|*Author: Henkes, Kevin *Publication Date: 2010/03/23 *Number of Pages: 179 *Binding Type: Paperback *Grade Level: 4-6 *Language: English *Depth: 0.75 *Width: 5.25 *Height: 7.50|
|From the Publisher:
There are ghosts at Bird Lake, and they're haunting Mitch Sinclair and Spencer Stone. Not the Halloween kind, but ghosts of the past. Memories of how life was beforebefore the divorce, before the accident. Can their ghosts bring Mitch and Spencer together, as friends? Or will their secrets keep them apart?
Either way, it is a summer that neither Mitch nor Spencer will ever forget.
Capturing summertime silence and the even deeper quiet of two boys from fractured families, acclaimed children's author and illustrator Kevin Henkes has created another stunning middle grade novel. Twelve-year-old Mitch is struggling to understand his parents' divorce while fighting boredom at his grandparents' lake house, while at ten, Spencer is on a family trip filled with haunted memories. The two befriend each other, and slowly forge a friendship that helps each of them begin to recover.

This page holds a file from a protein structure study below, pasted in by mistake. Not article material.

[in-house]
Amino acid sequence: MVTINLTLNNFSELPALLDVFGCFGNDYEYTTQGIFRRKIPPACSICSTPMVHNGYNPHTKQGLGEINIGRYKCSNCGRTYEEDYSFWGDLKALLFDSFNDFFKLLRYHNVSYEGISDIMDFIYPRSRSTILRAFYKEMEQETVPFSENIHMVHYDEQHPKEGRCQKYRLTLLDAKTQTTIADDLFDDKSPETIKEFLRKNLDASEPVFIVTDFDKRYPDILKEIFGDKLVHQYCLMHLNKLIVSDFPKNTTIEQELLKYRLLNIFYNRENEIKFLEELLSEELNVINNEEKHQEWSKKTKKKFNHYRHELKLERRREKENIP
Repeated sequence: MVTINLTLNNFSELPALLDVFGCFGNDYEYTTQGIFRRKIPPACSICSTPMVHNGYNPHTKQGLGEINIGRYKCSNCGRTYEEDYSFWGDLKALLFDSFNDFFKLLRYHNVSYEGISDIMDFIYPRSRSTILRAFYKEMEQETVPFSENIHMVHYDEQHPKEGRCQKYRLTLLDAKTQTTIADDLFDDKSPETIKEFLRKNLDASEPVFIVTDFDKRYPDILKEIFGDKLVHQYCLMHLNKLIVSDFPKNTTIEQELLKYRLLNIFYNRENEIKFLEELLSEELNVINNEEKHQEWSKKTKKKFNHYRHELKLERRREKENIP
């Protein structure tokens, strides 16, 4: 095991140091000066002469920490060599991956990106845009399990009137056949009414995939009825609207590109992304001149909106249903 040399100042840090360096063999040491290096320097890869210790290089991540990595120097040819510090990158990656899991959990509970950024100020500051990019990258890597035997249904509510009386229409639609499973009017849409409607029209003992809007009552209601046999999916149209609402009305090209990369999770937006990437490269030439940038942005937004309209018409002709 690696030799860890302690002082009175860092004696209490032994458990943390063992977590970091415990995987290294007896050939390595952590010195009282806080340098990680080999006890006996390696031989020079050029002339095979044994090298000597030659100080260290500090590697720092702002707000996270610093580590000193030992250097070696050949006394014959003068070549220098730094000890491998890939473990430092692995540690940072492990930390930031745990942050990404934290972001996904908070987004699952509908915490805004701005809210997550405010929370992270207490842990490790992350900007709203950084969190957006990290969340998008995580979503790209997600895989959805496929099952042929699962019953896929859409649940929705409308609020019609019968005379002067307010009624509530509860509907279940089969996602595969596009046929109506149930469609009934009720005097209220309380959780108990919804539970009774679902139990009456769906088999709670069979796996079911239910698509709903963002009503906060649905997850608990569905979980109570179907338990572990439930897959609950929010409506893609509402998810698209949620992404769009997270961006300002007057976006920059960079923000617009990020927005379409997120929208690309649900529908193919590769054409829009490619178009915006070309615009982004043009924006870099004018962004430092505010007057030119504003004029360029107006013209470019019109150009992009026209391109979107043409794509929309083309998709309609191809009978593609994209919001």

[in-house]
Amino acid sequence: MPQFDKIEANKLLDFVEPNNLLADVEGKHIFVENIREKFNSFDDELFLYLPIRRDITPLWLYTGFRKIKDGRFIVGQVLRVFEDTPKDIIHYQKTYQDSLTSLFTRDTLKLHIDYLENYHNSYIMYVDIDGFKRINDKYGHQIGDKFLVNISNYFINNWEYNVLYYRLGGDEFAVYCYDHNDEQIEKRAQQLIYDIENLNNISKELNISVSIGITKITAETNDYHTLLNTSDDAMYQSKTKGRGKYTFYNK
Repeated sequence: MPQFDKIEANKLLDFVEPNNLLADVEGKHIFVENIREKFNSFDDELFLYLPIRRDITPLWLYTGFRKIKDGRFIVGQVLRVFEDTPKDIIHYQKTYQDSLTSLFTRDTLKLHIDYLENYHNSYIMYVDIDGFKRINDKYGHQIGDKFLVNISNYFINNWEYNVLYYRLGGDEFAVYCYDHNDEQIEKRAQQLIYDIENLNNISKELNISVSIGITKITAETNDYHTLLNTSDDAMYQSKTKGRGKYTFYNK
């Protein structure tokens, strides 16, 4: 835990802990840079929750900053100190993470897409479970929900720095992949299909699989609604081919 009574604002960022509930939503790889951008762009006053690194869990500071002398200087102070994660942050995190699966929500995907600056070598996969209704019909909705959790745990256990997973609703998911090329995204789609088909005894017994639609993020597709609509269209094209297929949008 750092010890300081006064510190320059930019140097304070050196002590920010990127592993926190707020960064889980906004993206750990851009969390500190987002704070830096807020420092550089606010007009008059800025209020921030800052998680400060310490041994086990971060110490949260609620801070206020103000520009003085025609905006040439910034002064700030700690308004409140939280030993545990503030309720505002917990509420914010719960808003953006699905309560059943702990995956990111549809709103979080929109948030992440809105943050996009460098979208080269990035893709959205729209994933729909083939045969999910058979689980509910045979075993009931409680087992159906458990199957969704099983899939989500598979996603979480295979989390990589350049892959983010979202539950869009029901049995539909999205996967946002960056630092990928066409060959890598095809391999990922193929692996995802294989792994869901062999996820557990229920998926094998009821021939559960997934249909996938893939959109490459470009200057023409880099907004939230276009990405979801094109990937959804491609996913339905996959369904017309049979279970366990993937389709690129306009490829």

Author and illustrator Kevin Henkes had his first book, entitled ALL ALONE, published in 1981 when he was only 19 years old. Since then, he has become an enormously popular author of picture books and novels for middle-grade readers, notably the Newbery Honor Book OLIVE'S OCEAN. Many of Henkes's picture books, such as JULIUS THE BABY OF THE WORLD and LILY'S PURPLE PLASTIC PURSE, feature the character Lily--a feisty white mouse. In 2005, he was awarded the prestigious Caldecott Medal for his charming, duotoned KITTEN'S FIRST FULL MOON. In 2006, he received the Sterling North Legacy Award for Excellence in Children's Literature.
"Characters are gently and believably developed as the story weaves in and around the beautiful Wisconsin setting. The superbly crafted plot moves smoothly and unhurriedly, mirroring a slow summer pace."
"[T]he writing is as evocative as it is precise: fireflies are 'pinpricks of topaz.' Emotions are just as carefully carved, turning the characterization into portraiture...Henkes knows children and their secrets, and readers will lean close to hear the whispers."
"The most remarkable aspect of the book may be the author's ability to isolate the sources of the boys' shared sense of loss and then to express, via easily recognizable and even ordinary experiences, their growing acceptance of what cannot be changed."
"Through artfully observed details and perfectly pitched dialogue among the boys and clever Lolly, Henkes deftly locates Mitch's pain and confusion, delivering a novel that's quiet, nuanced and redemptive."